afrol News, 9 March - The government of Cameroon has ordered mobile operator MTN to suspend an SMS service that had proven a powerful tool for protest movements in North Africa.
Since November 2010, MTN Cameroon has provided a little noticed service of large potentials. The major mobile phone operator was the first in Cameroon to provide access to Twitter messages by SMS on the mobile network.
Twitter headquarters in San Francisco, US, yesterday however could verify that this service now had been cancelled. "Twitter SMS on MTN Cameroon has been suspended by the Cameroonian government," the social media confirmed. MTN also set out a message to its users, saying the service ad been suspended. No further reasons were given, neither by MTN nor by authorities.
One could question why authorities would bother to cut this seemingly insignificant commercial service, which had yet to get a wider popularity in Cameroon. Cameroon's online society has no doubt about why, holding that Twitter via SMS is a powerful weapon.
According to Cameroonian blogger Dibussi Tande, the suspension order was nothing else that "a bid to insulate Cameroon against popular uprisings similar to those that have toppled regimes in Tunisia and Egypt in recent months." Twitter via SMS services had allowed protesters in North Africa to constantly update other protesters and international media from the spot.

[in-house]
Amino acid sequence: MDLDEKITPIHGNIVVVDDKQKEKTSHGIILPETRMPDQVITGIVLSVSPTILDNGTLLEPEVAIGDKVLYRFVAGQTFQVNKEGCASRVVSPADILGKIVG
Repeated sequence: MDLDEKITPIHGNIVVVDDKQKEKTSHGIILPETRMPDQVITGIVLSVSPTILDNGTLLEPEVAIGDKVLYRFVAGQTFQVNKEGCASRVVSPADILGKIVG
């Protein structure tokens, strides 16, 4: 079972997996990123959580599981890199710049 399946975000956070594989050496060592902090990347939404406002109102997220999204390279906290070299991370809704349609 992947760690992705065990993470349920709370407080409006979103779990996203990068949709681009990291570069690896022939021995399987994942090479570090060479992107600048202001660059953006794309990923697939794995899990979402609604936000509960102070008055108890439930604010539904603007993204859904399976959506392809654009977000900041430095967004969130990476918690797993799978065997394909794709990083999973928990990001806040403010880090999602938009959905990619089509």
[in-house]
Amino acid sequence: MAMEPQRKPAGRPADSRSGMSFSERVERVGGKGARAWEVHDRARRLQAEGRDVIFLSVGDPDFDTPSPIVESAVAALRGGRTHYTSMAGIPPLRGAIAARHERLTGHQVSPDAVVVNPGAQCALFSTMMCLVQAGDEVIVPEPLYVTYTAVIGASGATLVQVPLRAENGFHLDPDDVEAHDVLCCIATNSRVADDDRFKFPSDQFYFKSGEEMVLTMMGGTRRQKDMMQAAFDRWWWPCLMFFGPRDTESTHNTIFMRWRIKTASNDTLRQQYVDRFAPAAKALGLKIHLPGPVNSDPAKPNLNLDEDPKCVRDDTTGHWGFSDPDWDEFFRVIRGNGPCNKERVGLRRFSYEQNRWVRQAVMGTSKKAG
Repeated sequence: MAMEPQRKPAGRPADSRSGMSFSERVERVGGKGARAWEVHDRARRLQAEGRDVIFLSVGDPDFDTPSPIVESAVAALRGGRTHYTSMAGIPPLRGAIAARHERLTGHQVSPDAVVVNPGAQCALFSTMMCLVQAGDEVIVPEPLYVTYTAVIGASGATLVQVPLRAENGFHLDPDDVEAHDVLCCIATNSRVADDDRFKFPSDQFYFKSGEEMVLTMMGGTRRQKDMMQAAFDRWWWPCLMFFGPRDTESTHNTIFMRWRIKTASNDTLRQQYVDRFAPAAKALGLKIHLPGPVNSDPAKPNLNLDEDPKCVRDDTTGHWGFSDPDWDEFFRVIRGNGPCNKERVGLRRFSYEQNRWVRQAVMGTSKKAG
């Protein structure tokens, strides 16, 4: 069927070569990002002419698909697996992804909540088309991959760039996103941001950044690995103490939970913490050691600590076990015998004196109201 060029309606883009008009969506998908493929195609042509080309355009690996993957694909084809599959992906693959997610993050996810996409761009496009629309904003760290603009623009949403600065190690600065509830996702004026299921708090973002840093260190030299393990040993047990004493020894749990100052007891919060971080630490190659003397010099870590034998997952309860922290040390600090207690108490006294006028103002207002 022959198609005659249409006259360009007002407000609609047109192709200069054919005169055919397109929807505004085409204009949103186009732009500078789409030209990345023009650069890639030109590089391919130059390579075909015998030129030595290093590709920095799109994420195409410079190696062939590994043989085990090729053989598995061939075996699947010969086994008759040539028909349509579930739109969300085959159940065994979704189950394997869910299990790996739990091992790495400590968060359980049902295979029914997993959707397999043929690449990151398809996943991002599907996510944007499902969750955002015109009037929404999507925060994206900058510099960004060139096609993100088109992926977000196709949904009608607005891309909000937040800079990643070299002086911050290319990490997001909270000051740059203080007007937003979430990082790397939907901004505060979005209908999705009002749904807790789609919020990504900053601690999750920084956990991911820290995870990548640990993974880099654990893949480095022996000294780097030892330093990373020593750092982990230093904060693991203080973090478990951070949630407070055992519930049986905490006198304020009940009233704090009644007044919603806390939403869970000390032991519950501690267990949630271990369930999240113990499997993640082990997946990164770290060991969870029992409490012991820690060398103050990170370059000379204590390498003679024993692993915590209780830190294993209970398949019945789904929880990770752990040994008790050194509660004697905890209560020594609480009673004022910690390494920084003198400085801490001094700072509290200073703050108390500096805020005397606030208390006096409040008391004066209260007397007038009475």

Before the ban, "very few Cameroonians were even aware that Twitter was available in Cameroon via SMS, and the majority of those who were did not even grasp its potential as a tool for political activism," according to Mr Tande.
Others agree. "With the revolution sweeping through North Africa, this is a sign of fear to deter the citizens from protesting the over 20 years government of Paul Biya in the country," analysts from WebTends in neighbouring Nigeria hold.
There had indeed been an attempt of igniting North Africa inspired mass protests in Cameroon on 23 February. In particular exiled Cameroonians had been active in social media such as Twitter and Facebook, trying to motivate the widely discontent masses inside Cameroon to tae to the streets.
But the mass protest movement proved to be too much directed from abroad, with main dissident and opposition groups within Cameroon not being involved in the planning. The 23 February protests therefore - and due to massive police presence - failed to attract broader masses.
Cameroonian Communication Minister Issa Tchiroma Bakary strongly attacked the protest movement for being directed from abroad, with the ill-informed Diaspora using Facebook and Twitter to try and launch Egypt-type protests in Cameroon. According to Mr Tande, this belief was probably what caused government to suspend the MTN Twitter service.
But Mr Tande holds that Yaoundé authorities had understood little from the dynamics of the protests in North Africa, where governments also had attempted to cut access to the internet altogether. There were many other powerful channels to spread the word of revolution for Cameroonians, he holds.
"Every Cameroonian with a cell phone - that is about 6 million individuals - knows what a text message is, and has texted at least once before. Increasingly smartphones are making their way into Cameroon, and practically every phone in the market has a camera. The combination of standard SMS and smartphones is where the potential 'threat' to national security really lies," the Cameroonian blogger concludes.
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